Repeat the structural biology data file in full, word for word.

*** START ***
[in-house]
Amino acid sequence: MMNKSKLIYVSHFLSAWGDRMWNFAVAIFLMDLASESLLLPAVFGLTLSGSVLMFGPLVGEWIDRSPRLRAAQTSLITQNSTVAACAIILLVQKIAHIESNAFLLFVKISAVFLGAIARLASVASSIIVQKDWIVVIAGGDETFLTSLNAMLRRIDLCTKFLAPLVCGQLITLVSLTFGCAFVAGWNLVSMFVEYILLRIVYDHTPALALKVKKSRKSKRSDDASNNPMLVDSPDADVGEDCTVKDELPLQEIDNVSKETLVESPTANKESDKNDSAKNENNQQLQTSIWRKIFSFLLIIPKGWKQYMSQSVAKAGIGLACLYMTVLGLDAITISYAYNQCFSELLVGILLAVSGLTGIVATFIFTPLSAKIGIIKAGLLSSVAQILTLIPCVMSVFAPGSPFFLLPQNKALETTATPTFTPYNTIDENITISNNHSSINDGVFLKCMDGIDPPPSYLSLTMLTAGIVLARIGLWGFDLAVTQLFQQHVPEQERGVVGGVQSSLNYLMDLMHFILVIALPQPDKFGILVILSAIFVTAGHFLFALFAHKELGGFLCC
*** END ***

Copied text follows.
[in-house]
Amino acid sequence: MMNKSKLIYVSHFLSAWGDRMWNFAVAIFLMDLASESLLLPAVFGLTLSGSVLMFGPLVGEWIDRSPRLRAAQTSLITQNSTVAACAIILLVQKIAHIESNAFLLFVKISAVFLGAIARLASVASSIIVQKDWIVVIAGGDETFLTSLNAMLRRIDLCTKFLAPLVCGQLITLVSLTFGCAFVAGWNLVSMFVEYILLRIVYDHTPALALKVKKSRKSKRSDDASNNPMLVDSPDADVGEDCTVKDELPLQEIDNVSKETLVESPTANKESDKNDSAKNENNQQLQTSIWRKIFSFLLIIPKGWKQYMSQSVAKAGIGLACLYMTVLGLDAITISYAYNQCFSELLVGILLAVSGLTGIVATFIFTPLSAKIGIIKAGLLSSVAQILTLIPCVMSVFAPGSPFFLLPQNKALETTATPTFTPYNTIDENITISNNHSSINDGVFLKCMDGIDPPPSYLSLTMLTAGIVLARIGLWGFDLAVTQLFQQHVPEQERGVVGGVQSSLNYLMDLMHFILVIALPQPDKFGILVILSAIFVTAGHFLFALFAHKELGGFLCC